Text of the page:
The characteristics that make Genuine Mahogany a long-time favorite of wood workers are well known, if not quite as commonly accepted as the definition of “genuine.” One might easily reason that if one lumber species is named for its authenticity, the alternative must be a counterfeit, inferior to the real deal. When it comes to Mahogany, this reasoning is far from accurate. In fact, African Mahogany is just as much part of the Meliaceae (mahogany) family as the Central and South American species.
The distinction lies beyond geography in the genus classifications: Honduran (“Genuine”) Mahogany is part of the Swietenia genus, while the three African species are all part of the Khaya genus. While the Khaya mahoganies are distinct from the Swietenia species in many ways, making the latter preferable to some craftsmen, the availability, sustainability, and affordability of the African species make them increasingly desirable to others.
When it comes to appearance, both Honduran and African Mahogany could be described as having a deep reddish brown hue and attractive grain. However, Honduran Mahogany has an orange cast, while African varieties possess a pinkish tint. The South American species has a fine, straight grain that many appreciate, while the African species can have a variety of grain patterns that make it more attractive to some. African Mahogany also boasts a chatoyant luster that provides added visual interest.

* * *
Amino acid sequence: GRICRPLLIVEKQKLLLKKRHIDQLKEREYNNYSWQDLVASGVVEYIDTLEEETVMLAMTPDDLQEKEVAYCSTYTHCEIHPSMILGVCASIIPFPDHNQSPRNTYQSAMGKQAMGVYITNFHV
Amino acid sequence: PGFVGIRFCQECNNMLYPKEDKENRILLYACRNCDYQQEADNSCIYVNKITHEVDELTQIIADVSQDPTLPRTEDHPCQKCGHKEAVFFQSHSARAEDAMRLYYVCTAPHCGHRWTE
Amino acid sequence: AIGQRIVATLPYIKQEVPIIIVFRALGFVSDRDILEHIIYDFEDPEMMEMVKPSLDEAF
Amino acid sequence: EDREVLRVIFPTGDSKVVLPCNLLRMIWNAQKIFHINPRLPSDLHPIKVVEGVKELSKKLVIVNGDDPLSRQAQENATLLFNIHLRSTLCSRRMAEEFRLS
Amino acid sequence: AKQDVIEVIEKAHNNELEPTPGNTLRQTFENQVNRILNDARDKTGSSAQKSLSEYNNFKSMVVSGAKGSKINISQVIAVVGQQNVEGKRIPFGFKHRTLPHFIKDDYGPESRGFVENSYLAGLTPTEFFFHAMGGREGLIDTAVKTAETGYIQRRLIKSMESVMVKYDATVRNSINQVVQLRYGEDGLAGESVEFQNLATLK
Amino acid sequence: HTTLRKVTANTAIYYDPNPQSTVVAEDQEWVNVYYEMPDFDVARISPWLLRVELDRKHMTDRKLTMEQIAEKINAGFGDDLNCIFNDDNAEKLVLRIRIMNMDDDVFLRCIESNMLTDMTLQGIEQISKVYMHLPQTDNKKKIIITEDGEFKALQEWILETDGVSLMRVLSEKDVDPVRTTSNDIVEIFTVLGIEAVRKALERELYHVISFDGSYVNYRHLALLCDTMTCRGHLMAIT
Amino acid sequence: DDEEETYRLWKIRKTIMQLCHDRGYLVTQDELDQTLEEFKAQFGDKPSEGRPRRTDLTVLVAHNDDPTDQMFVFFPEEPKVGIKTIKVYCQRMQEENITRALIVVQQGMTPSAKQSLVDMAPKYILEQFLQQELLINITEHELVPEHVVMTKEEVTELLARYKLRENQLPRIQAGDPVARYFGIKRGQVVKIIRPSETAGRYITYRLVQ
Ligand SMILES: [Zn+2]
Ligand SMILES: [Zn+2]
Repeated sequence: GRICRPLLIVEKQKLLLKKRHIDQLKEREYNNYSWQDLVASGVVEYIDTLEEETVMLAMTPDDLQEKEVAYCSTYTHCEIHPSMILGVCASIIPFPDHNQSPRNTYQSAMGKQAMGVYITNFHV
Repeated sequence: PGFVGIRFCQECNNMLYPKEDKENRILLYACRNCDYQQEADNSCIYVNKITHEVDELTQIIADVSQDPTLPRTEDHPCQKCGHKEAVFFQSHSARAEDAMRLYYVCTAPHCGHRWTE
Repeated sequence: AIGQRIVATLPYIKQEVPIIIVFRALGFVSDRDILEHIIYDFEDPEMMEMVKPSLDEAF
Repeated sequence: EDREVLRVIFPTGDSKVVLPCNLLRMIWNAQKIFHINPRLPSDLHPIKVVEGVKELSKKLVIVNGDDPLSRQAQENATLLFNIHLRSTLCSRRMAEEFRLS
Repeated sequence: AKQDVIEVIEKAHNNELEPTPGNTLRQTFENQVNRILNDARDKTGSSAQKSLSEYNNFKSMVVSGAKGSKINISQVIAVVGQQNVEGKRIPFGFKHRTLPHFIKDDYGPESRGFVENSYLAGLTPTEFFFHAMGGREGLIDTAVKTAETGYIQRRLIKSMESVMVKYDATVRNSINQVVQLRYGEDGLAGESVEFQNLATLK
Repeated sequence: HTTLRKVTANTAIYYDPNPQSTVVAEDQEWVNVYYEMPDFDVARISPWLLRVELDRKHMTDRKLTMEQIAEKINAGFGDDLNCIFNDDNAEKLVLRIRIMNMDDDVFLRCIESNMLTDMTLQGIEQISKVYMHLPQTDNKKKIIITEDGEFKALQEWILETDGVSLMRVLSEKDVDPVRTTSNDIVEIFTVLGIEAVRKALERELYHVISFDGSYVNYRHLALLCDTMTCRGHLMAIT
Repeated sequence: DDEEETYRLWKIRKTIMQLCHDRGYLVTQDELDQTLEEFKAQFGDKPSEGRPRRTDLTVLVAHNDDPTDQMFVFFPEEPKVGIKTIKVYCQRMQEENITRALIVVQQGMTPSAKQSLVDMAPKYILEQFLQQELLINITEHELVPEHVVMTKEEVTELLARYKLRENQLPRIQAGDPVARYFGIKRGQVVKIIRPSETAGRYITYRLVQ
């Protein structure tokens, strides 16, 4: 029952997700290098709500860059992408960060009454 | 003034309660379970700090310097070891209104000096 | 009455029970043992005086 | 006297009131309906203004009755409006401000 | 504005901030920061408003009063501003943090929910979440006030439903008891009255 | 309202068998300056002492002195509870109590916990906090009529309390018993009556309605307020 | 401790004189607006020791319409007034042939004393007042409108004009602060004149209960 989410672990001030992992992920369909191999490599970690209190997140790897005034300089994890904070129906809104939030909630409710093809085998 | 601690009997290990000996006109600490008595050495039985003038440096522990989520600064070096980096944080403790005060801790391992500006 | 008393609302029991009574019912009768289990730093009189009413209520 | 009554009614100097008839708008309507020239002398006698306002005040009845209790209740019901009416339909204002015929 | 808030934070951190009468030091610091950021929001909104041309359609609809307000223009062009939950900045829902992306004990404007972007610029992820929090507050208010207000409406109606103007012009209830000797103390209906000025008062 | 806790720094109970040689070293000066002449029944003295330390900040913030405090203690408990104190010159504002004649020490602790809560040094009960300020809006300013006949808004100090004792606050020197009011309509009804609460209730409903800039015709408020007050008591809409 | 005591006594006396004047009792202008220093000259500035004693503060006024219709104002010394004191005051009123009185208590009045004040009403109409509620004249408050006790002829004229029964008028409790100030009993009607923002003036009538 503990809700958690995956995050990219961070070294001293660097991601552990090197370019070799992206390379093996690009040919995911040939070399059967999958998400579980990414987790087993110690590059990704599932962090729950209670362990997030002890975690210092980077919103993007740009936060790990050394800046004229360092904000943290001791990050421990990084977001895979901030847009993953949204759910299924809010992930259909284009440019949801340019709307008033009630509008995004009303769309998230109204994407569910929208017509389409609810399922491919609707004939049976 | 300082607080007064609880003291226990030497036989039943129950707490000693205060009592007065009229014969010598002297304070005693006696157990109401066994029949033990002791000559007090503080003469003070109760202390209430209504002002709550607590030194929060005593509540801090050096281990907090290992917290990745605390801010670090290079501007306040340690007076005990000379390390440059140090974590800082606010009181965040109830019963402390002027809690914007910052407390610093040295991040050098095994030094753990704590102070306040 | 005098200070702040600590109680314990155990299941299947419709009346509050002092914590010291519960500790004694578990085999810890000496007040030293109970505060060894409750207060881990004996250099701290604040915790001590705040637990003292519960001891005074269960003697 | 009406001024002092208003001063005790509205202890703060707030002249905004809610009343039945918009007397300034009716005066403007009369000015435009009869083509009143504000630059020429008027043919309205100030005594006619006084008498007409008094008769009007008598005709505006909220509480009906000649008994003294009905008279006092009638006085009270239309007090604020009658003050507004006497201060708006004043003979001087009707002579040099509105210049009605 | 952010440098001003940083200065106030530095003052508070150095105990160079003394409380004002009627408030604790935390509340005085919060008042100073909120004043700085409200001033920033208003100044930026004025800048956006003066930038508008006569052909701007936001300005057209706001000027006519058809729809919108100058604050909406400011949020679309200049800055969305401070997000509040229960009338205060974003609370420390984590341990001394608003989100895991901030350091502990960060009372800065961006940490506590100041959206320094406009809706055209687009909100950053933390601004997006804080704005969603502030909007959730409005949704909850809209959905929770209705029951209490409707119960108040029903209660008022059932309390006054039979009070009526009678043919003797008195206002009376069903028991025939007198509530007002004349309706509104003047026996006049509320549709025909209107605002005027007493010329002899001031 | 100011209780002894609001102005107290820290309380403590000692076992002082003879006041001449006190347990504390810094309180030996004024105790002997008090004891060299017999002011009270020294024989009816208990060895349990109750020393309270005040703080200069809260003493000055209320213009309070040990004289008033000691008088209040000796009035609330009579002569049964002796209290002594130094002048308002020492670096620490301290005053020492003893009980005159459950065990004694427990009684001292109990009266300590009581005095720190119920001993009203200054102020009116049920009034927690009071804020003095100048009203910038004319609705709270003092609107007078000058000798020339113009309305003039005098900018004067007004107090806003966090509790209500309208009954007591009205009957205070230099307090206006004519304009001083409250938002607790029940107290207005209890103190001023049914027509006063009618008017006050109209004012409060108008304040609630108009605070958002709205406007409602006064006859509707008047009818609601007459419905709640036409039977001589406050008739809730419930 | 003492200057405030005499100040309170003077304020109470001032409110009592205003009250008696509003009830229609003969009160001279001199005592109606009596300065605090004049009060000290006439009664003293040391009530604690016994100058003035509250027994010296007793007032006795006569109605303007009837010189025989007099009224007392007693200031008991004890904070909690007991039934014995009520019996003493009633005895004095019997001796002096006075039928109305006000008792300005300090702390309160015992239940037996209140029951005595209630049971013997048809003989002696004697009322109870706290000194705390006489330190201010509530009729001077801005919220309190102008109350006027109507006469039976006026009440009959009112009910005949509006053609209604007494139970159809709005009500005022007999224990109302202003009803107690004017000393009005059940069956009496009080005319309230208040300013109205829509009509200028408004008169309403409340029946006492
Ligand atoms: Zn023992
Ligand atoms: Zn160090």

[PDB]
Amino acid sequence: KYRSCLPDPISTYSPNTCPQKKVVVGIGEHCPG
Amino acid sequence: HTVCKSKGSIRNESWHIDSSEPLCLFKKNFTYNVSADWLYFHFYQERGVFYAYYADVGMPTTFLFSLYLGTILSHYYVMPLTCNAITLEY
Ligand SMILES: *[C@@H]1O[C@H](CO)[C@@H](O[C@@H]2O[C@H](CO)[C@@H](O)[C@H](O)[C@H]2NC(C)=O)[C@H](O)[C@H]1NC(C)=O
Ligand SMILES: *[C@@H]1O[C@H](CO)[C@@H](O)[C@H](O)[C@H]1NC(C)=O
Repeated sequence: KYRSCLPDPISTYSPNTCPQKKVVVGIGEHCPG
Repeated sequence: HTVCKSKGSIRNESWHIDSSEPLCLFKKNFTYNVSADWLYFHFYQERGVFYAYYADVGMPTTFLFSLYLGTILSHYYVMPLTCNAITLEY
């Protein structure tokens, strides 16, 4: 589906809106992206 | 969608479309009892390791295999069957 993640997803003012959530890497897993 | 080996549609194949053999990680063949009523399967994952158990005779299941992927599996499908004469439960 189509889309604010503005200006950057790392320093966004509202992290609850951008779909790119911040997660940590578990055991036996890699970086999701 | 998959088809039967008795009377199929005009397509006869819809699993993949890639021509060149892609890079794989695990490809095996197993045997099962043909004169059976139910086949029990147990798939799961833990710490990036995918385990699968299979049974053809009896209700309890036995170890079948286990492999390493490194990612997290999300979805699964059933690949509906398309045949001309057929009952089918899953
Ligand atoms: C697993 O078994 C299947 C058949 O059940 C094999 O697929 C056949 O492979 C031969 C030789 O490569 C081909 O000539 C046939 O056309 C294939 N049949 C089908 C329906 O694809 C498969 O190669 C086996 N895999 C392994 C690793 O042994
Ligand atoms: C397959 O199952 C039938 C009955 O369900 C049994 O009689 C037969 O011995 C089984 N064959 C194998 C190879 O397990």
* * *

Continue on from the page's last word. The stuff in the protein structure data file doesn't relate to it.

As far as durability and workability are concerned, some craftsmen clearly prefer the Honduran species over any of the three African species. Due to their high density, all Mahoganies are resistant to termites and rot, but since Honduran Mahogany has a higher density than African Mahogany, Honduran Mahogany has the higher resistance. That same density leads to easy hand tooling and machining.
Stability during drying and responsiveness to finishing also add to the allure of Mahogany, as do their tonal qualities. Mahogany from both South America and Africa are popularly used in musical instruments, plywood, paneling, interior trim, cabinetry, furniture, fixtures, and interior flooring.
Based on characteristics alone, it’s easy to see why African Mahogany has long been more affordable than its South American counterpart. The gap is widening, though, due to the 2003 CITES listing of Genuine Mahogany as an endangered species. As legal harvesting of Genuine Mahogany becomes rarer, profitability for loggers decreases, and lower supply is the result. Even with consistent demand, the prices of Genuine Mahogany continue to climb, putting it out of reach for many builders and craftsmen. Still a true Mahogany, African Mahogany is a viable alternative for many Mahogany applications.
J. Gibson McIlvain keeps an assortment of board lengths and widths of both Mahogany options in stock, and our experts are happy to discuss the pros and cons of each relating to your specific application.